What a man gets from Taken in Hand

I've heard this question pop up in several threads in my short time here: "What do men get from a Taken in Hand Relationship?" I'd like to offer my thoughts on this in the form of an annotated list. Hopefully this will help the women understand a bit better. It's also a good reminder for the men why we shouldn't settle for less! Here are some of the things the men get out of a Taken in Hand relationship in addition to the usual perks of a normal relationship:

Desire to protect fulfilled
I want to take care of the people I love. Watching a partner get hurt when I know I could help but they won't let me is a bad experience to go through. Conversely, protecting your partner from unecessary suffering is a -really- good feeling.

A good Taken in Hand relationship feels more solid to me, somehow. Both people are open about what they need. Not only that, but I find that the (few, still) women I've been with who wanted to be taken in hand make it much clearer how much they need me. I don't consider myself any more or less jealous than the average man, but in a taken in hand relationship it almost seems foolish to even imagine my girlfriend cheating on me. Fortunately I've never had that experience, but it seems even less likely to happen in a relationship where my partner looks up to me so much. It may also make Taken in Hand women feel better to know that, for me and I would guess other men as well, the Taken in Hand power exhange makes your man feel very responsible to you. While I wouldn't cheat in a standard relationship, even the idea of being unfaithful to the one I've taken in hand repulses me.

An ego boost
Listen carefully, because most guys probably won't admit this one! Especially us proud Taken in Hand type guys, heh. Honestly, it feels good that somebody else trusts you enough to let you make important decisions for them, and counts on you to take care of them.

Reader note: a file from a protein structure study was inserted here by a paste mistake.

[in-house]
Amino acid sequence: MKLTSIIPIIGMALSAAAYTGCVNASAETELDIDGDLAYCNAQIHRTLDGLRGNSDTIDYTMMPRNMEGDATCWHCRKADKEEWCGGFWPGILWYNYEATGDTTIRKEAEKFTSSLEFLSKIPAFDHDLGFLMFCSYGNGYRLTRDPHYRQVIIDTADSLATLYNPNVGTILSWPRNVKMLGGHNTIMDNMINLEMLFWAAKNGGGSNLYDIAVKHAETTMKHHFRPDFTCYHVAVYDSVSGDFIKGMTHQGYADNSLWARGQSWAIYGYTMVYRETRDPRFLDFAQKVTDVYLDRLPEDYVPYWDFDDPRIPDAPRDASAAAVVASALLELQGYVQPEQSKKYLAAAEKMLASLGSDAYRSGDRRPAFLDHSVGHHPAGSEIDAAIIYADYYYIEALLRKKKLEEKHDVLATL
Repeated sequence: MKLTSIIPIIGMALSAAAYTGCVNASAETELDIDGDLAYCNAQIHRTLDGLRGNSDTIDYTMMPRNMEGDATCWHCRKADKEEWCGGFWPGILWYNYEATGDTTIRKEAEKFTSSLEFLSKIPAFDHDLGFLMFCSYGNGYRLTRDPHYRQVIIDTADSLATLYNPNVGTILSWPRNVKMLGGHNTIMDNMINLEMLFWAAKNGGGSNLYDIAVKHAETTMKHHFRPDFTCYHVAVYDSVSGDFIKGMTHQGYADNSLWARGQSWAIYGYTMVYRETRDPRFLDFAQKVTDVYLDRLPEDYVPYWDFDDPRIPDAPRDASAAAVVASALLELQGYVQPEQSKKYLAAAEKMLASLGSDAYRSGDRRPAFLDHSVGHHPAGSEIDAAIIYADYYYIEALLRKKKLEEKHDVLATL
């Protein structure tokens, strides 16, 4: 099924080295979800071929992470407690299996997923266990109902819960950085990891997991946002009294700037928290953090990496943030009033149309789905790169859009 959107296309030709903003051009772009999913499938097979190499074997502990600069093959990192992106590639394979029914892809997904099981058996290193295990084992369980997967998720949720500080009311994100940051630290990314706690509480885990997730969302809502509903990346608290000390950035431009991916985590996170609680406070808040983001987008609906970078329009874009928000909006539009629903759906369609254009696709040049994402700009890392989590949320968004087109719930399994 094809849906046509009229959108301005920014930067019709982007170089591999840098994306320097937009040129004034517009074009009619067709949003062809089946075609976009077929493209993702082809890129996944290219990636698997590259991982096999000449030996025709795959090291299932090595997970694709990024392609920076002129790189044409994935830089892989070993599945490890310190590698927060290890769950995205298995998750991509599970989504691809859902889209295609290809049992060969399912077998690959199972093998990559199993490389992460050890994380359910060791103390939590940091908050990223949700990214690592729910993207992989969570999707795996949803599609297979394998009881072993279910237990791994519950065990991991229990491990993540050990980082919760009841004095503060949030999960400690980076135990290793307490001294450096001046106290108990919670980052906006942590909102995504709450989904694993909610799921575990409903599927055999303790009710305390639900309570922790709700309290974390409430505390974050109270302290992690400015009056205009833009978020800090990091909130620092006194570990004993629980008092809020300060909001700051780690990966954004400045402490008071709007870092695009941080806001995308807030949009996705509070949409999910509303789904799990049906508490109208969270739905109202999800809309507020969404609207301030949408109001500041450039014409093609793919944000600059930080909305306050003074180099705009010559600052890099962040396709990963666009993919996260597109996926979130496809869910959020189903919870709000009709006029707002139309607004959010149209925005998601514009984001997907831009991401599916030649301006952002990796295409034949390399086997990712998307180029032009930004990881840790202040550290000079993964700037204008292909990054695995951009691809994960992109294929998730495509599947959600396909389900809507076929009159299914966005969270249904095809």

A lot of the women around here say that they like emotionally "strong" men. What that means certainly differs for everyone, but what being strong means to me is fighting hard for what you believe in. This too can take an almost infinite amount of different forms. In any case, sometimes my days are full of very difficult challenges, and I wouldn't have it any other way. I expect most Taken in Hand men would agree. So when the day is finally through, I just want someone there who I don't feel like I need to fight with to convince of something.

By our nature, Taken in Hand men like having control over their personal lives, just as Taken in Hand women like giving up a piece of that control. By itself this is not sexual or even romantic—some people simply like or dislike having control of certain aspects of their lives.

Taken in Hand women seem to be most often drawn to straightforward leader types. They usually also can tell the difference between confidence and arrogance, and the difference between wisdom and weakness. Society as a whole seems blind to such distinctions, and so we are often told to do things that, when it comes down to it, are arrogant or weak, and even more often told to avoid things that society tells us display arrogance or weakness but in fact come from confidence or wisdom. If you recognize the difference between the two, Taken in Hand men will definitely appreciate it!